G. · Ct affirmed holding that the right to privacy is broad enough to encompass the decision to terminate a pregnancy. ·Roe opens new way of dealing with substantive due process. Fetus is viable and therefore state has compelling interest in preserving fetal life. by regulating the abortion procedure in ways that are reasonably related to her health. There is no protection here for the fetal life. State can’t require individual from refraining from actions that don’t harm others.e. Ex.CONSTITUTIONAL LAW Page 80 of 84 · Rehnquist sole dissenter and found no reason to apply heightened scrutiny. sex discrimination]. childless couple [Does]. Flat ban is not permitted. the mortality rate is higher for pregnancy than for abortions. · Pierce. 109 p. must be in hospital. Wade: (1973) 109: Texas law that made it a crime to get an abortion except for saving the life of the mother. court should have applied traditional presumption of validity. 13th. · 2nd trimesterState may protection its interest in the mother’s health. (3) regulation of private morality is impermissible. Challenged by Jane Roe. · 3rd trimesterState may regulate even proscribe abortions. Instead. · Alternative rationality: (1) Equal protection concern [i. State has no valid interest in protecting mother’s health since at this stage. (2) involuntary servitude [make one use her body for the benefit of another]. and (2) the state statute was narrowly drawn so that it fulfilled only that legitimate state interest. Body of citizen is not at the control of the state. · (2) Body is autonomous from state Physical attributes of pregnancy [bodily integrity—control over one’s body is as essential to Democracy as freedom of thought Rochin. · Right to abortion was divided into 2 trimesters: · 1st trimesterState may not ban or even closely regulate abortions. Loving · Problems: (1) where does he get this from. ABORTION ·Signaled the end of Lochner in the area of substantive due process. Roe v. (2) does involve harm to others. 530 1 . Meyer. but it is not absolute]. Skinner. Exception life or health of mom. physician. No direct physical impact. 1. · 8th. (3) fetus is not a person within 14th Amendment. · Rationale: Right to privacy is fundamental and can only be outweighed if: (1) there was a compelling state interest in barring or restricting abortions. TC granted declaratory relief to Roe finding that the law was unconstitutional under the 9th Amendment. Right to privacy extends throughout the entire pregnancy. · Why strict scrutiny for abortion? · (1) Human dignity is bound with control of reproductive capacity Intimate character of pregnancy [much different from Lee Opticals] · Liberty embodied by Mills.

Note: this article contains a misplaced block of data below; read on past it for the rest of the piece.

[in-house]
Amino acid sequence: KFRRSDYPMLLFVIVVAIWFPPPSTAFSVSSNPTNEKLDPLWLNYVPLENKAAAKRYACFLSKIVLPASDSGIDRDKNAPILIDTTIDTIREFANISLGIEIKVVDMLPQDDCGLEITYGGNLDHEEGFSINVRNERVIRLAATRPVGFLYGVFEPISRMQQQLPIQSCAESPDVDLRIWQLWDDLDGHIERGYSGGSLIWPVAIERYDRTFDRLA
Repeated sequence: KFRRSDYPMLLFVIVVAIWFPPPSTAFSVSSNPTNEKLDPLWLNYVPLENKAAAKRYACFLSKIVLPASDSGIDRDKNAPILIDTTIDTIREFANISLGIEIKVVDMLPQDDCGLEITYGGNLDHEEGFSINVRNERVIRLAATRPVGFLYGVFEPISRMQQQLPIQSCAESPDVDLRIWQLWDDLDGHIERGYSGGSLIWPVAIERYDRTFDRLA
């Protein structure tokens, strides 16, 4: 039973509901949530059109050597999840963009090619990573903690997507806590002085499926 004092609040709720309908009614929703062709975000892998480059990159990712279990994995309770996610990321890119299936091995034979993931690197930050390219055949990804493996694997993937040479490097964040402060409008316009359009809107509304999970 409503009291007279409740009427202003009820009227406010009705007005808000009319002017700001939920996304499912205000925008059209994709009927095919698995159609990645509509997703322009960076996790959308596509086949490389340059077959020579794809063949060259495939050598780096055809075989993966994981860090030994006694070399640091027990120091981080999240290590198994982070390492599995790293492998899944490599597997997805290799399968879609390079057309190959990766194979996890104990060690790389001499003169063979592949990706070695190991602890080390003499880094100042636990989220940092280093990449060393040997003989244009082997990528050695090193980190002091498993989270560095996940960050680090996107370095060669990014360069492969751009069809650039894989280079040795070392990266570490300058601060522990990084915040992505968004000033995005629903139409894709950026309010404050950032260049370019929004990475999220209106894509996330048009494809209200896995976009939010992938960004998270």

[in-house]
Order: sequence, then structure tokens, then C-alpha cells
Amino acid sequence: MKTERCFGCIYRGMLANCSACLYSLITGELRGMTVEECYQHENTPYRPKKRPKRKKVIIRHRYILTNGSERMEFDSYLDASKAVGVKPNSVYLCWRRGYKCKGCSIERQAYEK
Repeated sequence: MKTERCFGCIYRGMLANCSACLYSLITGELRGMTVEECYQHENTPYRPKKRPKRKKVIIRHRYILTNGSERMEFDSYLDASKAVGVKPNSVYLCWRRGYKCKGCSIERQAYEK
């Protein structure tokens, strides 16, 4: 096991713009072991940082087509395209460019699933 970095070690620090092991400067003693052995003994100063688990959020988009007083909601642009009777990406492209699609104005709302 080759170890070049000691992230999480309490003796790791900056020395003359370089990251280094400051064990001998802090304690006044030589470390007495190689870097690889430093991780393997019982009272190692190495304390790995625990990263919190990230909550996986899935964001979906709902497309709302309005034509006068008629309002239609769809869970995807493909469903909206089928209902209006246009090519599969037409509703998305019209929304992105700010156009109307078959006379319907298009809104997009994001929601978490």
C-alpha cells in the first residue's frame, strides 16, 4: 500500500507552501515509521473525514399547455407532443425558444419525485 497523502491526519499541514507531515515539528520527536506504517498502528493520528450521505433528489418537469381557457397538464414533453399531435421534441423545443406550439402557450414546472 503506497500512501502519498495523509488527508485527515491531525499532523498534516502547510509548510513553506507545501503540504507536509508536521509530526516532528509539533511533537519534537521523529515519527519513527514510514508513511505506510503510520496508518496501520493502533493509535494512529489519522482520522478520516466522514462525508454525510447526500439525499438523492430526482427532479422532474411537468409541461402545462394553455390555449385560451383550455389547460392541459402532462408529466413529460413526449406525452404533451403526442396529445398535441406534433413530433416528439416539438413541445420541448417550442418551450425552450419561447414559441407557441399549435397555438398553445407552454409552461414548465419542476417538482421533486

(c) State has compelling state interest in preserving fetal life. Physical must be permitted to consider all relevant factors. drug testing. narrowly drawn to express the interest. contraception. state may not require the consent of a hospital staff abortion committee or of any physician other than the women’s own personal physician. · Problem: (1) Geduldig—not discrim agn. The trimester model was judicial legislation. Relative weights which should be assigned to these 2 interests should be left to the people and to the political process. conceptual moves of Roe: (a) There is no constitutional issue at all. and the education and upbringing of children. but only at the pint of viability. · · · · · CONCURRENCE: (Stewart) Reversed his position in Griswold and accepted both the Griswold and Roe rationale as substantive due process cases. but discrimination agn. Freedom of personal choice in matters of marriage and family life is one of the liberties protected by the Due Process Clause of the 14th Amendment. (3) Effect of imposition on people determined by sex The fact that it affects only women. CONCURRENCE: (Douglas) 14th Amendment protected freedom of choice in the basic decsiions of one’s life respecting marriage. Bolton: (1973) 110: Ct held that a state may not require that abortions be performed only in accredited hospitals. Reed—rational relation. DISSENT: (Rehnquist) Only a mere rationality test should be applied. · No obligation to reach out and protect others [Bad Samaritan] · Bound up with traditional set of women roles and is likely to reinforce women’s roles. persons. Abortion procedures Doe v. Akron Center for Repro Health: Ct struck down a range of abortion regulations enacted by the City of Akron. 110 p. Only subject to regulate where there is a compelling state interest. 2. Could be considered a discrete and insular minority. (2) Reed v. level issue. a strong tradition that large intrusions are only justified by large interests. and justified by reasonable governmental objectives—magnetic detector. small intrusions on person are o. (b) Not only is there a const. DISSENT: (White) Court has imposed its own value scheme.CONSTITUTIONAL LAW Page 81 of 84 · · 3 · · · Problem: Not absolute. From Roe to Casey: Efforts to Overturn Roe · Roe 7 Justices · Akron 6 Justices · Thornburg 5 Justices · Webster 4 Justices a) Akron v. 537 1 . procreation. women. 3. but the initial rights can be counterbalanced by compelling state interest. divorce.k. pregnant. Also.